HIGH POINT, N.C. (WGHP) — North Carolina received a failing grade on a report about child health.
The report found that the state is not doing enough to address mental health concerns in children.
Dr. Kelly Graves, with The Kellin Foundation, talks about this critical, overlooked issue and what parents can do for their children.
Talking points from The Kellin Foundation
Especially since the pandemic, it is clear that mental health is an area of growing concern and demands immediate attention. 1 in 4 youth and 1 in 5 adults have a diagnosable mental health condition.
Everyone has mental health. From babies to toddlers to teens, to adults – it might “look different” at different developmental stages, but mental health applies to everyone. These can include things like anxiety, depression, and attention-deficit/hyperactivity disorder (ADHD), which can have a significant impact on children’s academic performance, social development, and overall quality of life.
Since 2021 there has been a 25% increase of children who report feeling sad or hopeless or experiencing a major depressive episode for two or more weeks in a row. The recently released data for the Youth Risk Behavior Survey data shows that almost 40% of teen girls have not only thought about suicide but have made a plan. This statistic requires immediate action.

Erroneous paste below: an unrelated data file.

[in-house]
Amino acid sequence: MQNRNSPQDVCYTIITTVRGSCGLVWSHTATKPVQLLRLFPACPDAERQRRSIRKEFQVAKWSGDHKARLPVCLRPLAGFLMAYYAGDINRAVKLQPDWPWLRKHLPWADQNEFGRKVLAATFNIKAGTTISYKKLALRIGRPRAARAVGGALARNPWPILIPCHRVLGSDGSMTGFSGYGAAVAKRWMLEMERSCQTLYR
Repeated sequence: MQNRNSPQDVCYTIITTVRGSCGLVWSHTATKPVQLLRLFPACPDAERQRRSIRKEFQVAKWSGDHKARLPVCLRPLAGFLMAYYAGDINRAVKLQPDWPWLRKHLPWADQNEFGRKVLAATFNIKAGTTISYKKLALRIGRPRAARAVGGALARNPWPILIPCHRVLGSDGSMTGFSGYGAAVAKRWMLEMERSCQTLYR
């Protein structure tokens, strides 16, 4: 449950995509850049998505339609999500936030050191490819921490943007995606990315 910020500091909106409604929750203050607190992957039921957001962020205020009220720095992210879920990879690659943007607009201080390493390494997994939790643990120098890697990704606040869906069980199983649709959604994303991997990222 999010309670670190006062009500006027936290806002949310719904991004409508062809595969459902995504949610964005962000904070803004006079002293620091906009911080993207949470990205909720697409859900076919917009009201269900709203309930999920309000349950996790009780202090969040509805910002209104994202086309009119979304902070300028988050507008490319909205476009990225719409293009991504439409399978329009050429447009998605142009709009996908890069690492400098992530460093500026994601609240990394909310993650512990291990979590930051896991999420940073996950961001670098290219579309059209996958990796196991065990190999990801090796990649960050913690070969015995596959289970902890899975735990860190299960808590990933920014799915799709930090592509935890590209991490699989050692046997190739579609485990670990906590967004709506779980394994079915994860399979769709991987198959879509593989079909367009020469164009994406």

What Can Parents Do?
When it comes to mental health, small actions equal big impact. Here are some actions to consider
- Go upstream and address early. We must go upstream before the crisis hits. Look for the signs and if you see them don’t ignore them. It is much harder to stop the train once it gets going than to stall it when you see it slowly pulling out of the station.
- Monitor your language. How are you talking about mental health? Are you using words that further stigmatize mental health or are you normalizing that everyone needs help sometimes?
- Build the positives. Mental health is not only about avoiding the negatives but about building the positives. Look for ways to integrate positive experiences into your child’s life such as extracurricular activities, youth groups, and visits to the children’s museum or park. Those moments of connection and play help to buffer stressors.
- Seek support. Sometimes we can lean on the support of families and friends. That is great. And sometimes, we need additional support. Don’t hesitate to reach out to a professional who can help support you, your children, and your family. That’s what they are there for. It’s not a sign of weakness, but a sign of strength.
And that includes parents, too. Self-care is important for your mental health. And how parents are doing makes a difference for children. No matter the situation, there is always help and there is always hope.